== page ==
Don’t bet your company on one platform

There has been a lot of recent conversation about services built on top of a platform, and the problems that follow when that platform changes its strategy. Or in the case of Craigslist, when they remain stuck with their strategy of not becoming a platform.

Companies change their strategy all the time. The problem is when you exclusively rely on one platform to build the foundation of your service, and that platform no longer sees services like yours as useful. Or worse, it starts seeing such services as harmful.

I have always been suspicious of platforms. Especially platforms that are giving away a lot. I keep on thinking – there is no free lunch. It is why I never buy things on sale – I am sure there is a catch.

What this means for SlideShare is that we work with all the platforms that make sense but don’t rely on any particular one. Yes, we build on top of Twitter, on top of Facebook, and Google Plus. And we were on the LinkedIn platform way before the acquisition. But we balance our efforts on all of them and don’t rely too heavily on any one of them.

I also deeply believe in the web as a platform. And we make sure that SlideShare’s core foundation is built on the web as a platform rather than any of these individual platforms.

A few years ago, I remember talking to entrepreneurs building apps on the Facebook platform and admiring their steep growth curves. Our growth curve was not too shabby, but it was nowhere near as heady as a Facebook app climbing the Appdata charts can be.

Of course, a few months down the road, the same Facebook or Twitter apps came crashing down when Facebook decided to change its design or Twitter changed its attitude.

I have seen a lot of posts about whether to build on top of platforms or not. I simply want to point out that the answer does not need to be either rely completely on a platform or not. There is a third way – where you rely partially on multiple platforms.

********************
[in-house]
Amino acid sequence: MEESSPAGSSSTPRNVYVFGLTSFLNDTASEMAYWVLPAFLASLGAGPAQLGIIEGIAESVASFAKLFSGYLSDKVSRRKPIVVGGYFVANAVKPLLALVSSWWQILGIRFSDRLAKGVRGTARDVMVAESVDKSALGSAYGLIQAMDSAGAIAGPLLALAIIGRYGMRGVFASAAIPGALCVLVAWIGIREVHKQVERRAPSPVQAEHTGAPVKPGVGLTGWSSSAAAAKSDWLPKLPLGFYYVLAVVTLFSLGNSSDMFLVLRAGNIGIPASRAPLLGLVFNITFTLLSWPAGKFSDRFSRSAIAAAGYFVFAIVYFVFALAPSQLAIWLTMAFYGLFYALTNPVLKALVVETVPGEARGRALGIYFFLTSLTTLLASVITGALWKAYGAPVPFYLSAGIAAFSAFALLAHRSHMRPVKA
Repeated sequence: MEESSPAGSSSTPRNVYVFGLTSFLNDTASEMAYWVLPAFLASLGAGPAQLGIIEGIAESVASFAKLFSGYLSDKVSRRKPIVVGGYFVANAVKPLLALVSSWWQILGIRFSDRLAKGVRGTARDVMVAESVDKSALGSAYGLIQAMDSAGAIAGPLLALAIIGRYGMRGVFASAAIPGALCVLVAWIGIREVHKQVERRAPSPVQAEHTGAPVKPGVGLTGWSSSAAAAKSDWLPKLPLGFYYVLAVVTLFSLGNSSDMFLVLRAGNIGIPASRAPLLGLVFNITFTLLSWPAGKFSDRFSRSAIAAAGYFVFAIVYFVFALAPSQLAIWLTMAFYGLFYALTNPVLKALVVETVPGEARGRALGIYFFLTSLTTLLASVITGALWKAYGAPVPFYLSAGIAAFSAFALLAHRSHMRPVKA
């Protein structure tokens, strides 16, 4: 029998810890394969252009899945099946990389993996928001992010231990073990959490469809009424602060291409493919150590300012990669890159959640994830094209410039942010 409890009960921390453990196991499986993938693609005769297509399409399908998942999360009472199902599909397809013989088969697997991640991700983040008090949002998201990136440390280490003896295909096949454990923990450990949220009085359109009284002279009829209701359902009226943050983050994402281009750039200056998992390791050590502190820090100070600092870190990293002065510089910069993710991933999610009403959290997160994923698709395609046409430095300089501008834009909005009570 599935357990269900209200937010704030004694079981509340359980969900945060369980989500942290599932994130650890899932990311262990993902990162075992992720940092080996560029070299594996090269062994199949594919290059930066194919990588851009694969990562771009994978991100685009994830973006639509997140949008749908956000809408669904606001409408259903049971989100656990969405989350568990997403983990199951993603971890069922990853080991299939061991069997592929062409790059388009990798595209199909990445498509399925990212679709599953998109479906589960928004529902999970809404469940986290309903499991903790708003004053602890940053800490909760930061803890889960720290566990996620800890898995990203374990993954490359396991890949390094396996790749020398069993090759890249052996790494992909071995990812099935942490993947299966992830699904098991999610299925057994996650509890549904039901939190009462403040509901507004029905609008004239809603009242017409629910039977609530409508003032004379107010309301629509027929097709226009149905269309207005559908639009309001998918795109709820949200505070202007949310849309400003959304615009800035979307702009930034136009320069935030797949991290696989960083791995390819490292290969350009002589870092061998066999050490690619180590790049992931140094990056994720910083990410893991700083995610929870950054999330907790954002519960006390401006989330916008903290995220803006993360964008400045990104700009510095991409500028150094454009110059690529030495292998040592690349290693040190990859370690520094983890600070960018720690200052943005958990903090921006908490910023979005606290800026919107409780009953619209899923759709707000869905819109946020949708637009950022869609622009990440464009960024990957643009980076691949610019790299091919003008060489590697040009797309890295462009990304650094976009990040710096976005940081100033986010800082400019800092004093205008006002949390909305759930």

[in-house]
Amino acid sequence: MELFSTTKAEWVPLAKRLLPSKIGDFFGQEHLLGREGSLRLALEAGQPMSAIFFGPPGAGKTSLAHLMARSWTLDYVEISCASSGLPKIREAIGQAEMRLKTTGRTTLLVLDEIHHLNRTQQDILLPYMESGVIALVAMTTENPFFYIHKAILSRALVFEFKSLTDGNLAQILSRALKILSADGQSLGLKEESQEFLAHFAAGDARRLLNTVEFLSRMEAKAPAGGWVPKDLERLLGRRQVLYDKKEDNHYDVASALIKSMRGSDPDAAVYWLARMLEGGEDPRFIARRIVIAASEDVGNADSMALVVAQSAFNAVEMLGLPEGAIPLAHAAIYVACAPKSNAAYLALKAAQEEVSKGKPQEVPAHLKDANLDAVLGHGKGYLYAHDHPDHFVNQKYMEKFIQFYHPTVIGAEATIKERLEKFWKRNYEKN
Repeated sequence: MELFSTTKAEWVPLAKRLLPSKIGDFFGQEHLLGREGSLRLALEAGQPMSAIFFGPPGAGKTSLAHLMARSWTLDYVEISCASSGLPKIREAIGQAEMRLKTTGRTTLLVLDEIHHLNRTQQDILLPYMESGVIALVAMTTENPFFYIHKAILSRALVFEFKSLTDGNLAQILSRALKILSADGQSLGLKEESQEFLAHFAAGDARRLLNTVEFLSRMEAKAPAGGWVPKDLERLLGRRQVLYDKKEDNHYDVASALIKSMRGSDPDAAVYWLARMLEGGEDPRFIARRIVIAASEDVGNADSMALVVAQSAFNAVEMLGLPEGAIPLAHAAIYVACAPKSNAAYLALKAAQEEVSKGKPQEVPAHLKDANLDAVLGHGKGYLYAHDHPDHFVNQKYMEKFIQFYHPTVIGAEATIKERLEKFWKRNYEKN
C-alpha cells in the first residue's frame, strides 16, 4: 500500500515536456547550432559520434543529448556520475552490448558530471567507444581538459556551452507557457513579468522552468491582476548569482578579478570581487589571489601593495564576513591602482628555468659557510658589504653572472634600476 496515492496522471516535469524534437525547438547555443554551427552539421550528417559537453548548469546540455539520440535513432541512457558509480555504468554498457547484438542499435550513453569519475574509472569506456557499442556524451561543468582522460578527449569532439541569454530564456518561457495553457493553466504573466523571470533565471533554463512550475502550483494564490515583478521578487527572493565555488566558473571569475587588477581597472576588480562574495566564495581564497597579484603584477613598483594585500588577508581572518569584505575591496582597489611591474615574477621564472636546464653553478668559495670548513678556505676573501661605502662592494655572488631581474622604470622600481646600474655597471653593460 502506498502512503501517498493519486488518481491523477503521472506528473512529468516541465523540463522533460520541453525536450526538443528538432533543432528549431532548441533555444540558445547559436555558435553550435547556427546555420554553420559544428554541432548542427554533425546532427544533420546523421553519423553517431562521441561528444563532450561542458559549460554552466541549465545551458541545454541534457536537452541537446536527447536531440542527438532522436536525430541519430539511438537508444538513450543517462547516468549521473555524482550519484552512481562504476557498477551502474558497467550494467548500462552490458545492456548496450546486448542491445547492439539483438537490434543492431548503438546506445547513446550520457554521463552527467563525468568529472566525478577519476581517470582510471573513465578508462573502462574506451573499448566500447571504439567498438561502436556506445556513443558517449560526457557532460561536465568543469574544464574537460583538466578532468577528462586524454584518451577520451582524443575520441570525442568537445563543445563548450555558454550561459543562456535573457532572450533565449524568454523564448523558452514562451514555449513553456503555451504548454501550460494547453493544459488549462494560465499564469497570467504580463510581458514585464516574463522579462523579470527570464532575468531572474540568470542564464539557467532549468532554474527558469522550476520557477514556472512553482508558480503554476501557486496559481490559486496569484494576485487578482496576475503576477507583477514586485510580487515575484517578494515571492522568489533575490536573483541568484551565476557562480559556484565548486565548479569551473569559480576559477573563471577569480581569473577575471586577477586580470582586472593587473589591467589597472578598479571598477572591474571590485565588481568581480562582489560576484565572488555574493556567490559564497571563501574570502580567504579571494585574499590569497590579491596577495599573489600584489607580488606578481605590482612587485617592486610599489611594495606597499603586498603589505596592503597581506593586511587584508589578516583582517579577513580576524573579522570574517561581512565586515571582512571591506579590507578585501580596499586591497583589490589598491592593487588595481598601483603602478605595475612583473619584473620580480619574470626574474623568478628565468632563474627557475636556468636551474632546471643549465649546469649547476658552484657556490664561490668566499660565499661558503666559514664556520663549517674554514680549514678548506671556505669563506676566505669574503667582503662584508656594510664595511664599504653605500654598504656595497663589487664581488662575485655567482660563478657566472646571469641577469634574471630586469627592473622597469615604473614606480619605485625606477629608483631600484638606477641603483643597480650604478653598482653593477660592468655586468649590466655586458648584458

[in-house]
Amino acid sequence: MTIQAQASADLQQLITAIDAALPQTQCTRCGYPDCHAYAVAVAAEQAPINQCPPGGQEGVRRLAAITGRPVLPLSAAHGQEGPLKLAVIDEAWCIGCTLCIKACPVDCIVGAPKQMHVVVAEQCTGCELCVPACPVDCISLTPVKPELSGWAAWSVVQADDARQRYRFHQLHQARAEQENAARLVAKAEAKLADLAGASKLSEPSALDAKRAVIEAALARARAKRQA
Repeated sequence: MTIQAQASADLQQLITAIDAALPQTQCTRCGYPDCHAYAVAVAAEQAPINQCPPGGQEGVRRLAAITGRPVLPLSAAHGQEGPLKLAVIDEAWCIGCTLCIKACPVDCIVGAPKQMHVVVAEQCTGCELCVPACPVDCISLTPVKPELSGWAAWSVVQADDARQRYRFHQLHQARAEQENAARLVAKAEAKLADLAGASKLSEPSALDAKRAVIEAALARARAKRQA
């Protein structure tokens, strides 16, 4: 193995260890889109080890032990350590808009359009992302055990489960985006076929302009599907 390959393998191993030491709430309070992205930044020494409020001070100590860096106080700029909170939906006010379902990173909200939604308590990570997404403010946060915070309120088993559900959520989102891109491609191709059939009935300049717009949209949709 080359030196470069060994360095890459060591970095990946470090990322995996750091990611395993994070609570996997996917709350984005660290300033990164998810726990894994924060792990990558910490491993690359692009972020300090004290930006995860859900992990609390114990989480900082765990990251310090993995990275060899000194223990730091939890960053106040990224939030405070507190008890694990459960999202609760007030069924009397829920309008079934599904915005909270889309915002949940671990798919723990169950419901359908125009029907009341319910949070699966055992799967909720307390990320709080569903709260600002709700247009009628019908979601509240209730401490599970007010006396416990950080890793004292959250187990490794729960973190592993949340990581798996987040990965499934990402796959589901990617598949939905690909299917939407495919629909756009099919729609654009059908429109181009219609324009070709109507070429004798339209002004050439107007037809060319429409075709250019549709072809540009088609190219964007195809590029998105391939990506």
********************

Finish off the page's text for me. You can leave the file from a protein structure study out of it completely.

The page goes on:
15 responses to “Don’t bet your company on one platform

  1. All of it fundamentally bowls down to P/PC balance as Stephen Covey mentions. Relying on a platform to uplift PC and then maintaing that ‘P’, making sure that denominator is not too skewed is significantly important.

  2. You don’t buy things on sale?

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  14. I’m going to interpret Covey, which is probably a mistake on my party, but the example that I remember him giving was that of ‘Windows.’ I can feel sure that he meant to say the propriety platform owned by Microsoft, yes, the software giant of Redmond, Washington.

    In a software-oriented business, a Windows (Linux, Apple, etc.) platform investment is a heavy commitment. Making a policy decision to rely chiefly on some web service (e.g., twitter) is not as world-altering as depending on a specific environment (which can be considered as a subset of “platform”).

    I think some lessons still apply to your argument, though (I hesitate to say anything is wrong since so much depends on perception). Many people want to “stick with the winner,” choosing the market leader apart from the rest. I’m guilty of that to a certain extent: I was a proponent of the Motorola chip that Apple used, even though I continued to write for Microsoft platforms (which favoured the Intel platforms at that time). I like what Apple has done for portability between platforms (and even “environments,” e.g., OS/X). But I continue to use a Microsoft platform.

    Why? Because I’m very sure that for the predictable future (no matter what my professional grumblings may be) that Microsoft will hold market share and my prospective clients will continue to build their systems on it. My personal opinion is something for me to use in those quite moments at home when I smile as I develop yet another Linux application for my own amusement.

  15. I agree with your observation fully on the issue. Actually, there is an old saying which cautions of placing all your eggs in one basket. The warning is still valid and equally applicable for the present context. Thank you for your wise counselling.
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